But under the sweetness was a hard, bitter bargain. To make it in work, you’ve got to make sacrifices. My Dad was on the road a lot. Work always came first. And it didn’t stop when he came home. We used to go to Crazy Prices, the supermarket down the road from us in Dundrum. Our job as kids was to move all of the Birds jelly to the front of the shelves, and push that evil Chivers stuff to the back. “Are we allowed to do this?,” I asked him. “You put yourself first. That’s how it works,” he said, as the store manager approached, and we started to run.

Charles Walshe as a young sales rep
Stephen Walsh with his father and, rear, Pope John Paul II

Am I making this up? How do I know that really happened? Because I wrote it all down in my diaries. Flash mob jelly merchandising was not without its thrills. But in keeping a diary, I was realising something else: I like writing things down. I like trying put a shape on things, even if it was just notes to self. But scribbling in a diary is not a job. Certainly not the family business. I studied commerce in UCD, like my father did. I left home, like him. And I went to work, like a good boy.

For years I was a travelling salesman too. Computer software rather than custard, but the road is much the same. It’s meant leaving my family alone, a lot. I pushed myself from Chicago to London. I did well. I know where my drive came from. But at some point you have to come into an age when you have to push back and infuriate your elders.

How’s this for pissing your Dad off: When I was getting my green card to emigrate to the US, at 21, the people at the embassy noticed that arriviste “e” was on my passport, but not my birth cert. Uncle Sam wouldn’t stand for such inconsistency. Make a choice, they said. I dropped an e and went to America. I used that line a lot in Chicago. I did the same thing to my father as he did to his: I broke the line and became someone else. And while I stayed true to the day job for a long time, that wasn’t me either. There was something else I needed to do.

After 20 years in sales, long gone from Ireland, I wrote him a letter. I’m going to try writing, I said. Just on the side. Just to see what happens. Because that’s what I’ve always wanted. Be who you want to be, he wrote back, but be sure you have a back-up plan. Wasn’t going to quit the day job, Dad. I was way too scared to let anyone down, except myself. But I started to push on that door, into that dark place, to see what was in there. After going down another path for a long time, I finally started writing properly a few years ago.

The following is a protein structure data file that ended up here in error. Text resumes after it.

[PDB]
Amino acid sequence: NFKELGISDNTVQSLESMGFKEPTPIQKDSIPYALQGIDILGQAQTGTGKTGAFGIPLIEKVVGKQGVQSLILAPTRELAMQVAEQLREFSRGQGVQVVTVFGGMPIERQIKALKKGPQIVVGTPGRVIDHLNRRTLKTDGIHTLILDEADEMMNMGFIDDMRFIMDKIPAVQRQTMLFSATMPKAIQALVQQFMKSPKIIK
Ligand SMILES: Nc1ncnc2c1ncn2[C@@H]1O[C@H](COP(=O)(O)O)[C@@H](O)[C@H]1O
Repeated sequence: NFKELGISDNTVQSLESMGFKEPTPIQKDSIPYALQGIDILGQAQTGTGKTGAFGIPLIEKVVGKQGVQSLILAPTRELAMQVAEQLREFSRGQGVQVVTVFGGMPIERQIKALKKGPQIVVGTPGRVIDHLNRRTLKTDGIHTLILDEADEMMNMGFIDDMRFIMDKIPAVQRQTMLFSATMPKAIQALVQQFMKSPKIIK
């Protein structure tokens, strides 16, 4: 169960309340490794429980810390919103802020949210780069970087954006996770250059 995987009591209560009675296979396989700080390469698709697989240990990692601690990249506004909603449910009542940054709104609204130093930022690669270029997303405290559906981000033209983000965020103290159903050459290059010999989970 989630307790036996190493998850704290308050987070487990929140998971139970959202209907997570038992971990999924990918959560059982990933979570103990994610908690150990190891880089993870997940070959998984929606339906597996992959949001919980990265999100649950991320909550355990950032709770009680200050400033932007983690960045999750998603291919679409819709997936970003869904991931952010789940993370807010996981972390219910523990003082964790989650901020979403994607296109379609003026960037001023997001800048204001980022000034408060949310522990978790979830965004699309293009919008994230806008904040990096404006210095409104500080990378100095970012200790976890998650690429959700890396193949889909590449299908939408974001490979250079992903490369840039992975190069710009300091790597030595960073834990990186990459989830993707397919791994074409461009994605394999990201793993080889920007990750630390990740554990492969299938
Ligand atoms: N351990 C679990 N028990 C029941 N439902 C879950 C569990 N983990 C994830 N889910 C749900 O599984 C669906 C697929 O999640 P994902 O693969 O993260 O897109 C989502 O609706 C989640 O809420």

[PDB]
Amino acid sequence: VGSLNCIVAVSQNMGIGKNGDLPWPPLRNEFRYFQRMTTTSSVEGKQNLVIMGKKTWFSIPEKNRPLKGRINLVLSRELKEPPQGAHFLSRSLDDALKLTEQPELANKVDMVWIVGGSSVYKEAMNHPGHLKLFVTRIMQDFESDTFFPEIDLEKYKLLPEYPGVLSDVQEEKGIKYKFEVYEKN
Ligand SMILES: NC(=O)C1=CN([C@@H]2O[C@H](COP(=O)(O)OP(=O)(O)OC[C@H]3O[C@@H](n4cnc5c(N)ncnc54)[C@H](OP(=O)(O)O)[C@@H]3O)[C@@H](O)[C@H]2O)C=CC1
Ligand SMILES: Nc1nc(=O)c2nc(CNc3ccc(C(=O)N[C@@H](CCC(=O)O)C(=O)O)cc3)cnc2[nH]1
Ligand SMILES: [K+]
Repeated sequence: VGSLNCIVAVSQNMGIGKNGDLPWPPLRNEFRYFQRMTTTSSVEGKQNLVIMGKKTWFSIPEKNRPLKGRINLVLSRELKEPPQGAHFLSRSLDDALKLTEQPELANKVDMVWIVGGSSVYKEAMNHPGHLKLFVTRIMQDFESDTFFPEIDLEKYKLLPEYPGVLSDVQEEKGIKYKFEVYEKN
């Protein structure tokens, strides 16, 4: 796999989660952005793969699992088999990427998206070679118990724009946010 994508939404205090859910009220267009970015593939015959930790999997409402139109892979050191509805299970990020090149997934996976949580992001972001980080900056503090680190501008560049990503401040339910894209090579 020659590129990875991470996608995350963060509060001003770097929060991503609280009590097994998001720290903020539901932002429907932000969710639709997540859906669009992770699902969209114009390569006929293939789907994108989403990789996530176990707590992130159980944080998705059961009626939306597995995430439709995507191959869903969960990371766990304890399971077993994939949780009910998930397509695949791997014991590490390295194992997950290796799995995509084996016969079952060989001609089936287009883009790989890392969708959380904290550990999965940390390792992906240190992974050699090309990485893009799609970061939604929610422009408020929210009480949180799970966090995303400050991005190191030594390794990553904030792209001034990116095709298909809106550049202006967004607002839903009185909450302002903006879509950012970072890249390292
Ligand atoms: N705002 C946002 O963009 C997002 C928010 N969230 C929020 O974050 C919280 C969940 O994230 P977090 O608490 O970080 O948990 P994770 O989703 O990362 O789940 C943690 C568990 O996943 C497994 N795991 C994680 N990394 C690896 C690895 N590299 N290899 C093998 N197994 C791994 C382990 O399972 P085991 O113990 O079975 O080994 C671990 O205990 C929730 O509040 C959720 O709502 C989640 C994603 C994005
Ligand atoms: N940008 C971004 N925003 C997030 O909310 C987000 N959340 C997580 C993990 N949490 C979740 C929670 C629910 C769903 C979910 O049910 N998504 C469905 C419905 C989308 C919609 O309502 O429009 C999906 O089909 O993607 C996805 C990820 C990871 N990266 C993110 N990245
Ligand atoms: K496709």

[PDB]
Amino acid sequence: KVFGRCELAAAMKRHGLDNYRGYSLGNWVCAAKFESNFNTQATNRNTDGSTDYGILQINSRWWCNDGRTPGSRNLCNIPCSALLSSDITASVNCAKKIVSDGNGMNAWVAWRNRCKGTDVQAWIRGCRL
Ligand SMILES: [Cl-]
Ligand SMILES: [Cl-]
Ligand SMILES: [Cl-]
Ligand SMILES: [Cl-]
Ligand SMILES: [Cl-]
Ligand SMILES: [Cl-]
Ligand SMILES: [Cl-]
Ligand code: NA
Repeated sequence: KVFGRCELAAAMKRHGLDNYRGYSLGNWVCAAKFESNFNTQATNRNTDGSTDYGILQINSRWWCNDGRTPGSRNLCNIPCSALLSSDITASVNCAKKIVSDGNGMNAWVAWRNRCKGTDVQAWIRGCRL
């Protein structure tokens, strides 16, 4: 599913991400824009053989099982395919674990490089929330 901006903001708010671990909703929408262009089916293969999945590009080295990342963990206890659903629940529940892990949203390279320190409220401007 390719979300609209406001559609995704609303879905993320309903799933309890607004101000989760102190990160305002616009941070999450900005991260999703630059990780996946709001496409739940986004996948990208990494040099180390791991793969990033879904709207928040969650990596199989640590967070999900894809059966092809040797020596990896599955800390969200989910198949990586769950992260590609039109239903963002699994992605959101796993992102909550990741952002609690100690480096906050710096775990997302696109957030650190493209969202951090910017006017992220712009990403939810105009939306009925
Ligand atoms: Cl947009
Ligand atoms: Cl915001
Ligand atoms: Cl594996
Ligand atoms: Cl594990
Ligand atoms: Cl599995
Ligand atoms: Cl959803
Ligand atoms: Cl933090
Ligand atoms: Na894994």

S Walsh is still doing a fine trade in Westport. It’s out of the family now, though my grandfather’s name (and mine) is still over the door. I thought about moving back once, taking it on, in a mad moment when my uncle was retiring. Part of me still wanted that backstage snow globe feeling to come back. By then I was deep into my sales career and living in America. Standing on the wrong side of the bar was no life for me. My Dad told me that too. He knew what I really wanted. All I had to do was go for it.

Stephen Walsh with his father Charles
Stephen Walsh with his father Charles

My parents were 50 years married in May – thank you Mam, for not walking on by. And last year, after working harder at writing than anything I’ve ever done, I got a book deal. My debut story collection, Shine/Variance, is being published in July. There are stories in it about fathers and sons, duty and dereliction, running away, and coming home. I can only push on the door into myself.

When I heard I was actually going to be published, My Dad was the first person I called. “That’s great,” he said. “And, how’s business?”

Business is good, Dad. I’m still selling my wares. But now I’m putting different things on the shelf. I’ve said no to what was on offer, and gone my own way. There’s nobody more proud than him to see me finally do this, I think. And I’m working hard at it. Just like he showed me.

Shine/Variance by Stephen Walsh is published by Chatto & Windus on July 1st